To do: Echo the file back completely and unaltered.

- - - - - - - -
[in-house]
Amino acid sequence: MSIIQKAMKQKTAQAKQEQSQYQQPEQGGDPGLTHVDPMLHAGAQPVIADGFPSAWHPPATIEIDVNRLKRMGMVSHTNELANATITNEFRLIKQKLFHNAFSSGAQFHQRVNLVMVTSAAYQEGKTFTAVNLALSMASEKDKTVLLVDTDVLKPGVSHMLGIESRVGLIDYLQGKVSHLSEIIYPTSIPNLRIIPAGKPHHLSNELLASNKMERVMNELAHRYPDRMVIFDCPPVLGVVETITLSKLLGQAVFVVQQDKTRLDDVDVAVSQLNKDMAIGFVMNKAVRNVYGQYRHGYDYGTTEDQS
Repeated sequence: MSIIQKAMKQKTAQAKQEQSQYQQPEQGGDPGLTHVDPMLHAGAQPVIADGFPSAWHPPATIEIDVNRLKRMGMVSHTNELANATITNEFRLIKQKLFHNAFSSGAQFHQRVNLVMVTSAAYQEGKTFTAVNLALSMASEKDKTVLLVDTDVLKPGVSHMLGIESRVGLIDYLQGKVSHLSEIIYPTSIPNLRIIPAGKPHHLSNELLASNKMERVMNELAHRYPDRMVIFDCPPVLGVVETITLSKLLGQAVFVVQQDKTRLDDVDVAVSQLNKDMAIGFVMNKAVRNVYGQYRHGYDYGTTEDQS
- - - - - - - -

[in-house]
Amino acid sequence: MSIIQKAMKQKTAQAKQEQSQYQQPEQGGDPGLTHVDPMLHAGAQPVIADGFPSAWHPPATIEIDVNRLKRMGMVSHTNELANATITNEFRLIKQKLFHNAFSSGAQFHQRVNLVMVTSAAYQEGKTFTAVNLALSMASEKDKTVLLVDTDVLKPGVSHMLGIESRVGLIDYLQGKVSHLSEIIYPTSIPNLRIIPAGKPHHLSNELLASNKMERVMNELAHRYPDRMVIFDCPPVLGVVETITLSKLLGQAVFVVQQDKTRLDDVDVAVSQLNKDMAIGFVMNKAVRNVYGQYRHGYDYGTTEDQS
Repeated sequence: MSIIQKAMKQKTAQAKQEQSQYQQPEQGGDPGLTHVDPMLHAGAQPVIADGFPSAWHPPATIEIDVNRLKRMGMVSHTNELANATITNEFRLIKQKLFHNAFSSGAQFHQRVNLVMVTSAAYQEGKTFTAVNLALSMASEKDKTVLLVDTDVLKPGVSHMLGIESRVGLIDYLQGKVSHLSEIIYPTSIPNLRIIPAGKPHHLSNELLASNKMERVMNELAHRYPDRMVIFDCPPVLGVVETITLSKLLGQAVFVVQQDKTRLDDVDVAVSQLNKDMAIGFVMNKAVRNVYGQYRHGYDYGTTEDQS